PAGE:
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Daisy Ridley in Swimmer Biopic

Daisy Ridley in Swimmer Biopic

Gertrude Ederle loved the water. “To me, the sea is like a person — like a child I’ve known a long time,” she once said. “ I never feel alone when I’m out there.”  

That comfort combined with a dogged sense of determination led the young German American swimmer (played here by Daisy Ridley) to defy odds and sexist naysayers. In 1926, Ederle swam the English Channel in 14 hours and 31 minutes, beating the previous world record, which was held by a man. Her accomplishment helped change perceptions about women in competitive sports. When Ederle returned to New York, the city feted her with a parade on a scale never seen before (or since). They cheered her homecoming and dubbed her the Queen of the Waves. 

Young Woman and the Sea

The Bottom Line

An inspiring story weighed down by stiff telling.

Release date: Friday, May 31
Cast: Daisy Ridley, Tilda Cobham-Hervey, Stephen Graham, Kim Bodnia, Christopher Eccleston, Glenn Fleshler
Director: Joachim Rønning
Screenwriter: Jeff Nathanson

Rated PG,
2 hours 8 minutes

Like all trailblazers, Ederle’s story began with obstacles and hostility, many of which director Joachim Rønning accords appropriate levels of respect in Young Woman and the Sea. The serviceable feature, whose screenplay is written by Jeff Nathanson, based on the book of the same name by Glenn Stout, traces Ederle’s inspiring journey from childhood swims around the Coney Island pier to her defining confrontation with the English Channel waves. 

Rønning, a frequent Disney director whose credits include Maleficent: Mistress of Evil and Pirates of the Caribbean: Dead Men Tell No Tales (with Espen Sandberg), leans hard into the uplifting notes of the film. A soaring, string-heavy score composed by Amelia Warner assumes the role of emotional supervisor early on, calibrating our mood to triumph and tragedy.

There’s no shortage of shots (DP Oscar Faura) of Ridley, staring across bodies of water with awe and severity. Her shoulders rounded, poised to dive at a moment’s notice. While there’s some poignancy to these bits, most of the emotional profundity is undercut by Nathanson’s by-the-book screenplay. The delicate dramatic threads and subtext of Ederle’s life, then, like Netflix’s recent Nyad, become subsumed by Young Woman and the Sea’s blunt approach to storytelling.

From a young age, Trudy defied odds. Nathanson and Rønning move efficiently through her early life. We meet the swimmer in 1914 as a bedridden child battling measles. Her parents, worried she might not survive, brace themselves to lose a daughter. But Trudy pulls through and as soon as she is recovered, her mother, Gertrude (Jeanette Hain) tasks her father Henry (Kim Bodnia) with teaching young Trudy how to swim. Gertrude’s desire stems from a fatal accident, in which a ship full of women died because they couldn’t swim to shore. Because Trudy had measles, she is not allowed in public pools. She learns to swim in the Coney Island pier, which establishes her relationship and comfort with rougher waters.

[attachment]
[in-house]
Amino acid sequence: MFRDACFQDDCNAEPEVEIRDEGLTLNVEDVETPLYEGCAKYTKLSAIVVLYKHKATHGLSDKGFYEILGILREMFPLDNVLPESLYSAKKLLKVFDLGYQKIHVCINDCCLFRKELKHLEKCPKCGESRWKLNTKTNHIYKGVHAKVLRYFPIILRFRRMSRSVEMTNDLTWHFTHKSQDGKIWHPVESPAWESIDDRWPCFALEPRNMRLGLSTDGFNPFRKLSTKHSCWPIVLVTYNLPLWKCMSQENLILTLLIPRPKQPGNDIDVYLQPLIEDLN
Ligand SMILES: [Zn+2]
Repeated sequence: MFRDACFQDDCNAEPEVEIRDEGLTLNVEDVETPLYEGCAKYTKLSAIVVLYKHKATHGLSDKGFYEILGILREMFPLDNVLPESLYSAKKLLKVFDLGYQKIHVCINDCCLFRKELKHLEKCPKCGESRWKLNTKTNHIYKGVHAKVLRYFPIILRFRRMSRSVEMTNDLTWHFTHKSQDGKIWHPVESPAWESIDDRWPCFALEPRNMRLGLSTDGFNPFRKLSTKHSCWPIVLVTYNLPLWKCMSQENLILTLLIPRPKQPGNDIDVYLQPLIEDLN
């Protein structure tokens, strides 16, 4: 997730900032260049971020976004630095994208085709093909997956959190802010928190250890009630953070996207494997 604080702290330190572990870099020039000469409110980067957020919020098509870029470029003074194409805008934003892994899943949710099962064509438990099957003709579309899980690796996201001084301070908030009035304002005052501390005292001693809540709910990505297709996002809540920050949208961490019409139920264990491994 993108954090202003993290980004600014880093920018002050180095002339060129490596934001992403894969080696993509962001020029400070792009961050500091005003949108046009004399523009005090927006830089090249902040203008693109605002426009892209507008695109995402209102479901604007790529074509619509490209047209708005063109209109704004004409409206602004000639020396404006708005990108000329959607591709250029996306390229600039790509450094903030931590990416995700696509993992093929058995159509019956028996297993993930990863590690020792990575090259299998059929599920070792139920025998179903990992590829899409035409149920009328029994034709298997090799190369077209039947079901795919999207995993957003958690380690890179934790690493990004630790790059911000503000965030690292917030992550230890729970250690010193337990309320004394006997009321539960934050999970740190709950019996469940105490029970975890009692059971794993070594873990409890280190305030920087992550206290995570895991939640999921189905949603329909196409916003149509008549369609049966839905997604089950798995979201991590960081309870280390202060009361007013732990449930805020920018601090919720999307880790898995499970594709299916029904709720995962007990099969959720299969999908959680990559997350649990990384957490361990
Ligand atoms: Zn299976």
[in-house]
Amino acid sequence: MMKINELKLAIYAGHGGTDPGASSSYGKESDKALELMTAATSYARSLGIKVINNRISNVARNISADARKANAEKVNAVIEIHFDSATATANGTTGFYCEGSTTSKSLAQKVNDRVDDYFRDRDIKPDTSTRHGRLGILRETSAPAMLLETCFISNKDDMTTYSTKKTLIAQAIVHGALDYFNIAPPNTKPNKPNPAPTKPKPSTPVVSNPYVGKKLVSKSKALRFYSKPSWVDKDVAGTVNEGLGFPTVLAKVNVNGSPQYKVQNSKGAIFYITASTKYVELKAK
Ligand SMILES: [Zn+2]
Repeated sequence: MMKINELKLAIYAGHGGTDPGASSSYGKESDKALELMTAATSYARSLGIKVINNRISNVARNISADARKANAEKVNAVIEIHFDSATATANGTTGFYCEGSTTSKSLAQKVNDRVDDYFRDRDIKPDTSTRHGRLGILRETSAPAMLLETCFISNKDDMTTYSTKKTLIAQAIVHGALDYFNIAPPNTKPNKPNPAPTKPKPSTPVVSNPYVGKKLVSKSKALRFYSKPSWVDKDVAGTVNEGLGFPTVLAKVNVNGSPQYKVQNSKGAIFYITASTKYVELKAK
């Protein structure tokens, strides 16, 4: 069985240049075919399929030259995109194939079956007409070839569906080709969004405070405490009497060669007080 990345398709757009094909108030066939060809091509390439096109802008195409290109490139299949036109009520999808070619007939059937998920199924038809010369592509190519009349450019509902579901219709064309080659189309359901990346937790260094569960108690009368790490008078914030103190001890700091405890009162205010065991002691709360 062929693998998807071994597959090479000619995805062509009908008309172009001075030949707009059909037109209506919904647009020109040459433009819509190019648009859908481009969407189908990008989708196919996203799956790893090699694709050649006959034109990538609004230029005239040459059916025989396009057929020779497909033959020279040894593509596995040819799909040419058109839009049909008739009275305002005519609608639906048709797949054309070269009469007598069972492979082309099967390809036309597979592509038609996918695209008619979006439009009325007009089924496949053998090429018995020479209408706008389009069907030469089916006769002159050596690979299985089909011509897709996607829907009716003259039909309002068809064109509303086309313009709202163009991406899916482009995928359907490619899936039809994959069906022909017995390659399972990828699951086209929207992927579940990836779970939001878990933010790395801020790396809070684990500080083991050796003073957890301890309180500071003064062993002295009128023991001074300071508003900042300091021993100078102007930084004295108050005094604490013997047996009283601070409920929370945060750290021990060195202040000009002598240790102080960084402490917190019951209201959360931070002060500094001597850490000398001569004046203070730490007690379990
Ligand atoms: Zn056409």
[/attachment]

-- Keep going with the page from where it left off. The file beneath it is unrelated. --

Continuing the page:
The action in Young Woman and the Sea properly kicks off when Gertrude enrolls Trudy and her sister Meg (Tilda Cobham-Hervey) in competitive swim lessons as soon as women are allowed. A critical thread throughout Rønning’s film is the instrumental role Trudy’s mother had in her life. The two share a similar kind of determination, with neither of them willing to take no for an answer.

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Trudy doesn’t give up when Charlotte Epstein (Sian Clifford), the women’s swim coach who goes by Eppy, initially doesn’t let her practice with the other girls. Instead, she petitions for an opportunity and eventually becomes the best swimmer on the team.

Ridley holds her own as Trudy. She plays the character’s awkwardness and introversion in a way that recalls the protagonist of Sometimes I Think About Dying. The actress gives a convincing physical performance, too, both in the water (with the help of some doubles) and on land. 

The accolades soon start coming. Trudy wins local competitions and national ones. Eventually, she’s invited to join the U.S. women’s Olympic team and compete in Paris. These experiences sharpen her own visions for herself. As Trudy nurses a dream of swimming the English Channel, her sister Meg conforms to expectations of her time. She stops swimming, agrees to an arranged marriage and begins working at the family butcher shop.

Ridley and Cobham-Hervey have a natural chemistry, which bolsters the sibling dynamic that becomes the heart of Young Woman and the Sea. Both actresses give fine performances and make the most of their characters’ shared screen time. Particularly charming moments include when the sisters conspire to get rid of Trudy’s sour date and later when Meg helps Trudy with her plans to swim the Channel. 

The movie maintains a steady pacing, but it really picks up once Trudy embarks on her record-breaking journey. Her first attempt to cross the rough expanse is thwarted by a jealous coach (Jabez Wolffe) and the sexist president of the athletic union (Glenn Fleshler). Trudy finds a partner in Bill Burgess (Stephen Graham), an eccentric man who successfully crossed the Channel. There’s a spark when Ridley is on screen with Graham. Their shared moments clarify different layers of Trudy’s personality, especially the part of her that embraces challenge.

Those scenes are among the few times when Young Woman and the Sea overcomes its wooden narrative. The overworked screenplay doesn’t strip the film of all its merits — there’s plenty here in terms of uplift and inspiration for most audiences — but it does make one wonder about a version of this project that embodied the fluidity Ederle felt in the water.

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